Pour les anti/alter-mondialistes, la mondialisation mettrait en péril la diversité culturelle, car elle contribuerait à imposer la culture américaine au 4 coins du globe. Voici la petite histoire de l'intégration du biscuit Oreo en terre de Chine…
Pour protéger la diversité culturelle, nul besoin de la convention sur la diversité culturelle de l'Unesco, le bon vieux système capitaliste fait amplement le travail.
Oreos were first introduced in 1912 in the U.S., but it wasn't until 1996 that Kraft introduced Oreos to Chinese consumers. Nine years later, a makeover began. Shawn Warren, a 37-year-old Kraft veteran who had spent many years marketing the company's cookies and crackers around the world, arrived in Asia in 2005 and noticed that Oreo's China sales had been flat for the previous five years.
Mr. Warren assigned his team to a lengthy research project that yielded some interesting findings. For one thing, Kraft learned that traditional Oreos were too sweet for Chinese tastes. Also, the packages of 14 Oreos priced at 72 cents were too expensive.
The company developed 20 prototypes of reduced-sugar Oreos and tested them with Chinese consumers before arriving at a formula that tasted right. Kraft also introduced packages containing fewer Oreos for just 29 cents.
Still, Kraft realized it needed to do more than just tweak its recipe to capture a bigger share of the Chinese biscuit market. China's cookie-wafer segment was growing faster than traditional biscuit-like cookies, and Kraft was trailing rival Nestlé SA, the world's largest food company by revenue, which had introduced chocolate-covered wafers there in 1998.
So in China in 2006 Kraft remade the Oreo itself, introducing for the first time an Oreo that looked almost nothing like the original. The new Chinese Oreo consisted of four layers of crispy wafer filled with vanilla and chocolate cream, coated in chocolate. Kraft developed a proprietary handling process to ensure that the chocolate product could be shipped across the country, withstanding the cold climate in the north and the hot, humid weather in the south, yet still be ready to melt in the mouth.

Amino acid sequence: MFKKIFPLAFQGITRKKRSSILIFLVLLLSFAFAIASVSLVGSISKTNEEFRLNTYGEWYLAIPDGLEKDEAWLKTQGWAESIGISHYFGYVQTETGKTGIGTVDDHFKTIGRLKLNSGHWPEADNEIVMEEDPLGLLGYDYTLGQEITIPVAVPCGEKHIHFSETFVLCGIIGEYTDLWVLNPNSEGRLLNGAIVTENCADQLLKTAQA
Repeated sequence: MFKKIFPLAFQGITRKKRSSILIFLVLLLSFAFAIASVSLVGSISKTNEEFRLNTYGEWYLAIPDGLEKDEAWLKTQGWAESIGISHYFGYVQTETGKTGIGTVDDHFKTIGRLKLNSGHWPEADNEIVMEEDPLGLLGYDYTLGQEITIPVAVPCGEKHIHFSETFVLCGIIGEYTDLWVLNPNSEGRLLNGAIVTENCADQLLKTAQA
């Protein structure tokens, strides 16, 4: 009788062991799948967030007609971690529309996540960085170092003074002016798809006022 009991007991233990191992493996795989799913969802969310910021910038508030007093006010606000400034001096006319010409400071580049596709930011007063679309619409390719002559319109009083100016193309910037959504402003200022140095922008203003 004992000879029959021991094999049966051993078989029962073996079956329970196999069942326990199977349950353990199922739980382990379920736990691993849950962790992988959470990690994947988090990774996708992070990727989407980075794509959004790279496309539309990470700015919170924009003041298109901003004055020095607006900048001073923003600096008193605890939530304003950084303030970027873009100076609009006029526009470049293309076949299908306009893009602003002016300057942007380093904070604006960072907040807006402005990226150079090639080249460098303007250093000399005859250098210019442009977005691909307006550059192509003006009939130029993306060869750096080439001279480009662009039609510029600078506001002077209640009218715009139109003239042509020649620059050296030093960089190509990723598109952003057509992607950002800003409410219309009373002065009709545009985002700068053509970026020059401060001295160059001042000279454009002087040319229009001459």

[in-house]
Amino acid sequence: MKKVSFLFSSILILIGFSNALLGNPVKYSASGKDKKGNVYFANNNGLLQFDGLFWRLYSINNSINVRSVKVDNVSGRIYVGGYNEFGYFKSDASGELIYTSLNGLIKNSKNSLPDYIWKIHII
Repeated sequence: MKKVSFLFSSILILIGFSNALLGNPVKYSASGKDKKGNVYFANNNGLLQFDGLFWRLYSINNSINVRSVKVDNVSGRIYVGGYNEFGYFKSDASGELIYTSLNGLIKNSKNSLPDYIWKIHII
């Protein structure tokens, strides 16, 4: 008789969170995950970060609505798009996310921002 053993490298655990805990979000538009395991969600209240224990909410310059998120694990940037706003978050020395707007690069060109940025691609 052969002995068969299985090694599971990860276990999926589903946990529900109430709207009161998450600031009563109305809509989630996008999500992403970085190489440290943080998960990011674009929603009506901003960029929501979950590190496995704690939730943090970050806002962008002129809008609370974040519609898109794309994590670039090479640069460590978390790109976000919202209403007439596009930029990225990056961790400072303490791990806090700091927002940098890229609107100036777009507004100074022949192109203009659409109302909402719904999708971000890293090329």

Tailoring Western brands to Eastern tastes isn't a new idea, but it has proved more difficult for some companies than others. When Campbell Soup Co. tried to enter China in the early 1990s, it sold the same ready-to-eat soups found in American grocery stores and they flopped. Now, Campbell is trying to crack the Chinese soup market again with flavorful broths it hopes will fit with the Chinese tradition of making soup from scratch.
Yum Brands Inc. has had success in China with its KFC fried-chicken chain by offering menu items familiar to Chinese consumers, such as congee, or rice porridge, and the Dragon Twister, a sandwich wrap filled with chicken, Peking duck sauce, cucumbers and scallions. Some of Nestlé's snack wafers in China come in such flavors as sesame and red bean.
Kraft's Oreo efforts have paid off. In 2006, Oreo wafer sticks became the best-selling biscuit in China, outpacing HaoChiDian, a biscuit brand made by the Chinese company Dali. The new Oreos are also outselling traditional round Oreos in China, and Kraft has begun selling the wafers elsewhere in Asia, as well as in Australia and Canada. Kraft has also introduced wafer rolls, a tube-shaped wafer lined with cream, in China. The hollow cookie can be used as a straw through which to drink milk.
Over the past two years, Kraft has doubled its Oreo revenue in China, and with the help of those sales, that revenue topped $1 billion world-wide for the first time last year.